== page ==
Now, while the street combat was happening – we saw the armed forces in Tahrir doing something quite weird – one or two of them would grab anything in the square, like a chair they found, and they would dutifully break it – and then – one of them (after the others step AWAY from it) would take a picture of it. We realized that this is probably the army preparing a few ‘proof’ photographs to SPIN a story of how were broke things to fashion weapons – that we were not peaceful – or that we were simply vandals. Another aspect to this is the now ruined KFC in the square, which they will no doubtless try to blame on the protesters despite the laws of physics and a basic knowledge of ballistics. When protesters threw rocks at the army, it was after they had retreated to the side streets AROUND THE CORNER from KFC – meaning that for the protesters to have damaged KFC, they would have needed BOOMERANG rocks that not only curved in mid-air but then flew BACKWARDS.

Anyway, the battle in the street went back and forth a few times and for quite some time. Things to note during this: The army started firing shotguns at the ground for splash damage as the security forces had done to us on the 28th of January as we approached Tahrir. Also – people gathered at a building entrance started to shout at the army as they ran past the building – whether advancing or retreating – they kept saying, “Here are the Zionists” – and after a while of doing that, a whole bunch of military police attacked them (men, women, and children) and forced them back deep inside the building – as old women shouted at them and scolded them to no avail. Now the soldiers/armed forces back in the square moved in a truck carrying loads of barbed wire and surrounded the square circle-wise with their armored vehicles. Then, for no apparent reason other than sunrise – the army started leaving the square, all the forces on foot left, leaving behind only the armored vehicles, the truck and the bus (and as I found later, another truck near the museum) – the protesters, coming back to the square, found it empty save for those. They surrounded the armored cars, which led to them quickly scurrying off, and they captured the bus and the truck – the drivers simply ran off. Only then were these vehicles set on fire (and only after the barbed wire was taken down from the truck – to be currently used as part of the new barricades…)…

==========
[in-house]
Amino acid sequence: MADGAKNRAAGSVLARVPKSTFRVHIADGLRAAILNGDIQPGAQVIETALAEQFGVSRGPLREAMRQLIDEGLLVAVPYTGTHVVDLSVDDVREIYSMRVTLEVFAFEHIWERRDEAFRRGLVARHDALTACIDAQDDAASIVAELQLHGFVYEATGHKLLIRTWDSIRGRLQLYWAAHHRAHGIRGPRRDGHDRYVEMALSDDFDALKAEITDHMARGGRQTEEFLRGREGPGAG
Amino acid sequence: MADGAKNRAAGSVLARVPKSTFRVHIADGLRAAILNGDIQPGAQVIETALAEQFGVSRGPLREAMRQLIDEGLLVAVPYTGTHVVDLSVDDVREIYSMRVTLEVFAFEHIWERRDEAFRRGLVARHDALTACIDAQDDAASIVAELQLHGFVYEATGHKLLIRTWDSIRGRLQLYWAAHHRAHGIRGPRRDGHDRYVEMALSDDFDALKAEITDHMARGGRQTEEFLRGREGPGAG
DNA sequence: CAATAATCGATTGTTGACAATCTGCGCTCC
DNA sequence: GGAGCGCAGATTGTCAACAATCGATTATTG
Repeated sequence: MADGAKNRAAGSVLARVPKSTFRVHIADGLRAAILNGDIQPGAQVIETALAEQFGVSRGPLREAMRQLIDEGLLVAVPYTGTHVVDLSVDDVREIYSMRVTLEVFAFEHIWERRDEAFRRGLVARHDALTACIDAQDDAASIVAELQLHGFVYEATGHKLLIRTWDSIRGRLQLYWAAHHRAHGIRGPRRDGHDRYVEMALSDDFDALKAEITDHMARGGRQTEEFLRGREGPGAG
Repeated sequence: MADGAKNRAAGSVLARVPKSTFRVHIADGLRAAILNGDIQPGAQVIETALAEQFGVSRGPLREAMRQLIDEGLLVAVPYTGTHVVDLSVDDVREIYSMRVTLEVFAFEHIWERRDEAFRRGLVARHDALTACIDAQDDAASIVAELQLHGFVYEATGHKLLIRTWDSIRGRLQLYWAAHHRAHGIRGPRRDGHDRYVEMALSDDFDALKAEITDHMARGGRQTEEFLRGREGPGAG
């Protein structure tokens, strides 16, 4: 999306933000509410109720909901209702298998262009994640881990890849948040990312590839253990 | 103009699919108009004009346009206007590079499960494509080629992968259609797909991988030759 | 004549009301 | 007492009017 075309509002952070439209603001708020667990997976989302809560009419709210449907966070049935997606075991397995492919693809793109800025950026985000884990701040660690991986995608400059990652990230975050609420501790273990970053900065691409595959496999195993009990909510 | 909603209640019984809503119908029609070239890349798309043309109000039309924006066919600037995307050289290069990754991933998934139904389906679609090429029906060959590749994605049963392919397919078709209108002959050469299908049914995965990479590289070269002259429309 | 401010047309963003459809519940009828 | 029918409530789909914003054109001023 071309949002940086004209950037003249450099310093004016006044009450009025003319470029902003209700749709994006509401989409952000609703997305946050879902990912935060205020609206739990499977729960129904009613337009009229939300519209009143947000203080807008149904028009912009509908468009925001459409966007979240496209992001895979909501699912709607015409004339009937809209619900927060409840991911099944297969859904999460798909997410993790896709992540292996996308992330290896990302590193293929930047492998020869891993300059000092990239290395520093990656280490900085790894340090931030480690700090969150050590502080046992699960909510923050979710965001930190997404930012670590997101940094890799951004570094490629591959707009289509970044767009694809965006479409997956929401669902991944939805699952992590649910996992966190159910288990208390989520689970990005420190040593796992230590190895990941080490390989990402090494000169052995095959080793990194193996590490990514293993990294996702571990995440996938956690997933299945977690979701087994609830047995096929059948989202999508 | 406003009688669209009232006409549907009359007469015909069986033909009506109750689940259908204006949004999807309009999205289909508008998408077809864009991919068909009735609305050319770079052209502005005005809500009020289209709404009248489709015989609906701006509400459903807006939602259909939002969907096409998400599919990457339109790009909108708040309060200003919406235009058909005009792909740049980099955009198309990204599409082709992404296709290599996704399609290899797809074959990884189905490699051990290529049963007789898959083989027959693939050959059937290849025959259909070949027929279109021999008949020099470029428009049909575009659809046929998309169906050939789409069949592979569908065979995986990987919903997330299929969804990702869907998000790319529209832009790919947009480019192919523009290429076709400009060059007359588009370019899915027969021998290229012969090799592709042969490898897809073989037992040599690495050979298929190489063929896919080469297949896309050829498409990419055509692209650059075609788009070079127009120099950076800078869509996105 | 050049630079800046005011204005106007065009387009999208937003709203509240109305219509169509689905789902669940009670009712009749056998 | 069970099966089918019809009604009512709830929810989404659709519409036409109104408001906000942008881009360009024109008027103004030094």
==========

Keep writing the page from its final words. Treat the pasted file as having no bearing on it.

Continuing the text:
For those who somehow wish to believe the army did not use live fire – please watch this here – http://yfrog.com/6cvobz – and my testimony that a bullet barely missed me and struck an object I was standing right next to.

I was forced to remember the words that Mamdouh Shaheen – one of the members of the Supreme Military Council had SHOUTED on a tv show – at a couple of guests who were unhappy about the constitutional declaration – when he complained that nothing would satisfy them – that we don’t simply ‘thank god’ for what we’ve been ‘given’ and that ‘look at what’s going on in Libya’ – when he first said it – I considered it an implicit threat – not to mention that it was rude and arrogant and absolutely delusional not to mention self-contradictory – since the SMC had themselves stated that the Egyptian people OWNED the Egyptian Army and that the SMC had derived whatever legitimacy it had from the Egyptian Revolution. Well, now – it seems quite clear that it was in FACT – a not-so-veiled threat – and now the SMC were making good on it.

In my previous note – The Two Histories of Egypt – written ten days after Mubarak was ousted and located here at the Daily News Egypt site – I had suggested that the army had basically ‘played’ us to get rid of Mubarak, not a unique insight, but now one that seems to have proven itself absolutely. What we’ve had so far has been a joke. A joke played for their benefit. A joke for THEM that has cost US over 800 lives and caused injuries to thousands of peaceful protesters.

They have laughed away our losses, and they have obviously chosen to look with ridicule at the Egyptian populations’ real desire for Freedom, Justice, and Democracy.

About the author


KarmaMole is a nickname for Omar Kamel. He is a writer, musician, photographer, director, and producer. He makes things out of words and sounds and images. He spent three years of his life in a futile fight for a better future in Tahrir Square and has more opinions than any mortal man should be allowed. Some of them are on this blog.